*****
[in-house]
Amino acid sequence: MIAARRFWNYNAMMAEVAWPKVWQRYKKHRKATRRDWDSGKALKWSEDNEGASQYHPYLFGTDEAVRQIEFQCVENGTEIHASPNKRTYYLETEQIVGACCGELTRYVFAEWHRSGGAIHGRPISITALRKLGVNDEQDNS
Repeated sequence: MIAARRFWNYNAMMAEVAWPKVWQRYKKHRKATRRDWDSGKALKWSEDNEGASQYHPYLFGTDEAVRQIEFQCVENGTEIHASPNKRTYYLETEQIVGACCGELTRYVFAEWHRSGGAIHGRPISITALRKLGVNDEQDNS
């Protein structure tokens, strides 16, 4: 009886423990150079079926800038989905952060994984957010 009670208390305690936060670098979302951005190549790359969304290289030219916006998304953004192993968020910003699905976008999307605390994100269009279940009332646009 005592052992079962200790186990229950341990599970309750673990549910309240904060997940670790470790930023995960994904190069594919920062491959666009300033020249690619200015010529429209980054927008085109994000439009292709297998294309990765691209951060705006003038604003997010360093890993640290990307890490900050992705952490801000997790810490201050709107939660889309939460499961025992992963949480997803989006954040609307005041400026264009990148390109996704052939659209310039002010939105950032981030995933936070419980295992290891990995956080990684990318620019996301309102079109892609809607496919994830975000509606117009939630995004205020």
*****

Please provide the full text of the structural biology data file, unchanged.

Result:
[in-house]
Amino acid sequence: MIAARRFWNYNAMMAEVAWPKVWQRYKKHRKATRRDWDSGKALKWSEDNEGASQYHPYLFGTDEAVRQIEFQCVENGTEIHASPNKRTYYLETEQIVGACCGELTRYVFAEWHRSGGAIHGRPISITALRKLGVNDEQDNS
Repeated sequence: MIAARRFWNYNAMMAEVAWPKVWQRYKKHRKATRRDWDSGKALKWSEDNEGASQYHPYLFGTDEAVRQIEFQCVENGTEIHASPNKRTYYLETEQIVGACCGELTRYVFAEWHRSGGAIHGRPISITALRKLGVNDEQDNS
């Protein structure tokens, strides 16, 4: 009886423990150079079926800038989905952060994984957010 009670208390305690936060670098979302951005190549790359969304290289030219916006998304953004192993968020910003699905976008999307605390994100269009279940009332646009 005592052992079962200790186990229950341990599970309750673990549910309240904060997940670790470790930023995960994904190069594919920062491959666009300033020249690619200015010529429209980054927008085109994000439009292709297998294309990765691209951060705006003038604003997010360093890993640290990307890490900050992705952490801000997790810490201050709107939660889309939460499961025992992963949480997803989006954040609307005041400026264009990148390109996704052939659209310039002010939105950032981030995933936070419980295992290891990995956080990684990318620019996301309102079109892609809607496919994830975000509606117009939630995004205020």